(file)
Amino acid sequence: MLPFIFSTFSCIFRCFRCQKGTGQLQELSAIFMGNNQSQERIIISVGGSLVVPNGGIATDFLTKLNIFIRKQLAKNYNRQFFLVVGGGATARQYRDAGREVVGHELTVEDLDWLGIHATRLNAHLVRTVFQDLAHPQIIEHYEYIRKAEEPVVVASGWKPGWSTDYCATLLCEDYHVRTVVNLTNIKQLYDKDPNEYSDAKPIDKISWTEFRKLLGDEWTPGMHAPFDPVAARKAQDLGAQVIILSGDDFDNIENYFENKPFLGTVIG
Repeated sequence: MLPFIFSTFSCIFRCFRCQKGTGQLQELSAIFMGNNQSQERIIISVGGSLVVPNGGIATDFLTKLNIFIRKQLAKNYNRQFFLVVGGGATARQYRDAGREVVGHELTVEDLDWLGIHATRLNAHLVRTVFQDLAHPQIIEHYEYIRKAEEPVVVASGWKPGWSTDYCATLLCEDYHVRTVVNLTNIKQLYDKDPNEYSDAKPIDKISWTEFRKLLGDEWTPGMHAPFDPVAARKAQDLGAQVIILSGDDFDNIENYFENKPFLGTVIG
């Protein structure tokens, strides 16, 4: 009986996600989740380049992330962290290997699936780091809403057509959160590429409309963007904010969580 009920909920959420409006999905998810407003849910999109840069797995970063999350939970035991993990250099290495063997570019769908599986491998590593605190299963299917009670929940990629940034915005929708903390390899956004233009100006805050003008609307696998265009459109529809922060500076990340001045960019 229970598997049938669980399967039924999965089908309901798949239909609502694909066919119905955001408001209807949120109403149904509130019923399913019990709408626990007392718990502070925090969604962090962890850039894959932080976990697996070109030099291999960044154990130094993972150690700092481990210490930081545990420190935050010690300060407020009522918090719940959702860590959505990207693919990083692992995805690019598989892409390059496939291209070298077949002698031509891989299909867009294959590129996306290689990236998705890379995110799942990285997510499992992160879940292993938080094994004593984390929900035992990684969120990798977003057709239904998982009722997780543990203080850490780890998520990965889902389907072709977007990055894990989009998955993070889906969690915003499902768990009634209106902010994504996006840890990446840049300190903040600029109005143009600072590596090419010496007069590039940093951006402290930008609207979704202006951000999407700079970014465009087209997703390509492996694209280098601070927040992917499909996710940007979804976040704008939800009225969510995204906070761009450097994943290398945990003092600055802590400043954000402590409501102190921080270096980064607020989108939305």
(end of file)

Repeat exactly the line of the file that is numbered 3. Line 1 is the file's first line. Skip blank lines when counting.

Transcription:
């Protein structure tokens, strides 16, 4: 009986996600989740380049992330962290290997699936780091809403057509959160590429409309963007904010969580 009920909920959420409006999905998810407003849910999109840069797995970063999350939970035991993990250099290495063997570019769908599986491998590593605190299963299917009670929940990629940034915005929708903390390899956004233009100006805050003008609307696998265009459109529809922060500076990340001045960019 229970598997049938669980399967039924999965089908309901798949239909609502694909066919119905955001408001209807949120109403149904509130019923399913019990709408626990007392718990502070925090969604962090962890850039894959932080976990697996070109030099291999960044154990130094993972150690700092481990210490930081545990420190935050010690300060407020009522918090719940959702860590959505990207693919990083692992995805690019598989892409390059496939291209070298077949002698031509891989299909867009294959590129996306290689990236998705890379995110799942990285997510499992992160879940292993938080094994004593984390929900035992990684969120990798977003057709239904998982009722997780543990203080850490780890998520990965889902389907072709977007990055894990989009998955993070889906969690915003499902768990009634209106902010994504996006840890990446840049300190903040600029109005143009600072590596090419010496007069590039940093951006402290930008609207979704202006951000999407700079970014465009087209997703390509492996694209280098601070927040992917499909996710940007979804976040704008939800009225969510995204906070761009450097994943290398945990003092600055802590400043954000402590409501102190921080270096980064607020989108939305």